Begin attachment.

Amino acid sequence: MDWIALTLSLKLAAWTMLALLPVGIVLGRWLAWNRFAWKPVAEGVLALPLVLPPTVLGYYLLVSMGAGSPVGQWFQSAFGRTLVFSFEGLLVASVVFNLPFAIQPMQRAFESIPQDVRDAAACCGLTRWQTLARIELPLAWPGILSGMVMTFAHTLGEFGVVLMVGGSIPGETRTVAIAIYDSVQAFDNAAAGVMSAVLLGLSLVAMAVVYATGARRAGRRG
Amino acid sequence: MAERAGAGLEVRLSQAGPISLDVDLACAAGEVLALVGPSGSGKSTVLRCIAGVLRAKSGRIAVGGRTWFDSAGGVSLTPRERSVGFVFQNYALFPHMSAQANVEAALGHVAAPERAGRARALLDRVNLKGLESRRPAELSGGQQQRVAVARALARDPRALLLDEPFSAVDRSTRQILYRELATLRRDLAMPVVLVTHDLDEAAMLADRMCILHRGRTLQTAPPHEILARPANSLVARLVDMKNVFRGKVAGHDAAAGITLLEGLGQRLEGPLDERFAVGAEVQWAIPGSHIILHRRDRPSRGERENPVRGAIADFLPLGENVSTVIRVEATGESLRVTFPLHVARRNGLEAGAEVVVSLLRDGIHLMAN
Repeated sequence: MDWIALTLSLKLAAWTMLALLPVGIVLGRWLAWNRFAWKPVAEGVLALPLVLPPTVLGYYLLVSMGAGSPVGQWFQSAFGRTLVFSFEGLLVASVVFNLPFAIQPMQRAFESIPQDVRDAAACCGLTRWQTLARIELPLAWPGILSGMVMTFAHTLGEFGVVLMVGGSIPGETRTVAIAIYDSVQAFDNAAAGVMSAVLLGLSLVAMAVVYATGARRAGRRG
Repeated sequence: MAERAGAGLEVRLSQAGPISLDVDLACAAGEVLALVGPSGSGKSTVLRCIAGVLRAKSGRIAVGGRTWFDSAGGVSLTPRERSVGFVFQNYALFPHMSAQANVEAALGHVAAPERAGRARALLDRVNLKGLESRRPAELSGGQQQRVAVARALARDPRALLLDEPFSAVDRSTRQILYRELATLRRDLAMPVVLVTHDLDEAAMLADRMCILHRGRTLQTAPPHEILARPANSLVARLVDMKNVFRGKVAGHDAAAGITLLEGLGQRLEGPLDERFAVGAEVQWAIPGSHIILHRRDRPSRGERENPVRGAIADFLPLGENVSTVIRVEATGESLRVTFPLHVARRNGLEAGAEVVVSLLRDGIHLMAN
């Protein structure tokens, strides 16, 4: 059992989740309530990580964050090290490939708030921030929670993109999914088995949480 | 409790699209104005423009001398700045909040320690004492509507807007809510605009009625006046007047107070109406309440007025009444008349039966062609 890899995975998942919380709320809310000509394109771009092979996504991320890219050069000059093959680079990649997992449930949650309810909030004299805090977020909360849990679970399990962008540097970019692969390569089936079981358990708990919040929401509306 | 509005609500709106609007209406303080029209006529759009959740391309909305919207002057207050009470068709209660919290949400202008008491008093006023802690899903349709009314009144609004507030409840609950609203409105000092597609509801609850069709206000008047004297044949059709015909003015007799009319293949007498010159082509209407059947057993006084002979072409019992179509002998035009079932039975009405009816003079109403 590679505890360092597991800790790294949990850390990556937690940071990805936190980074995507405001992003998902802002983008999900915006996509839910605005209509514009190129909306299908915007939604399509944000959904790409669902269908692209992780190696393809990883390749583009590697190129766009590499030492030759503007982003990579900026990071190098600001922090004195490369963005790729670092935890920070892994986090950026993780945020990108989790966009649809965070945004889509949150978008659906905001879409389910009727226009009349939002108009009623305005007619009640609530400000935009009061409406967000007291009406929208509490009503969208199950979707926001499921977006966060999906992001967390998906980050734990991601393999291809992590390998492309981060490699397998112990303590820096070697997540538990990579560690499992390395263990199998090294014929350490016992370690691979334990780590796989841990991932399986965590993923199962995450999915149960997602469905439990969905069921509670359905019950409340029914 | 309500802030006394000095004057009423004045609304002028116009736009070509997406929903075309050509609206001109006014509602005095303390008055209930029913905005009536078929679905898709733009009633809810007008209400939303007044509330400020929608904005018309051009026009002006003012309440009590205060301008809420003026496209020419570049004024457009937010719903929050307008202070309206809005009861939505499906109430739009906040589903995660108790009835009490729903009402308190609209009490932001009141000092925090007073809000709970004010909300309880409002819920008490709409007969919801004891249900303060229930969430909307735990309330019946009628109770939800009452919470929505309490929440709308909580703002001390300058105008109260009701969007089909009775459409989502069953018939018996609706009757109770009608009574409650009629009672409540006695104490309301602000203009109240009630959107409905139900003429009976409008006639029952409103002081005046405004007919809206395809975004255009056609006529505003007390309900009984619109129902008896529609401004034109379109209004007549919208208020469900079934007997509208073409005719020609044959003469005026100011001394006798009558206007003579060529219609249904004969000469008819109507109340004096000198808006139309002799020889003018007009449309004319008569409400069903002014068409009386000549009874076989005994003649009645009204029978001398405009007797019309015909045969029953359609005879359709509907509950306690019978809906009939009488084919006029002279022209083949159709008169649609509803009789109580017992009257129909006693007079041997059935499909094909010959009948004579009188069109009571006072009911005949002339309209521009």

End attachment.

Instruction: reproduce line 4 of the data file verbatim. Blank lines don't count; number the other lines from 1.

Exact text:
Repeated sequence: MAERAGAGLEVRLSQAGPISLDVDLACAAGEVLALVGPSGSGKSTVLRCIAGVLRAKSGRIAVGGRTWFDSAGGVSLTPRERSVGFVFQNYALFPHMSAQANVEAALGHVAAPERAGRARALLDRVNLKGLESRRPAELSGGQQQRVAVARALARDPRALLLDEPFSAVDRSTRQILYRELATLRRDLAMPVVLVTHDLDEAAMLADRMCILHRGRTLQTAPPHEILARPANSLVARLVDMKNVFRGKVAGHDAAAGITLLEGLGQRLEGPLDERFAVGAEVQWAIPGSHIILHRRDRPSRGERENPVRGAIADFLPLGENVSTVIRVEATGESLRVTFPLHVARRNGLEAGAEVVVSLLRDGIHLMAN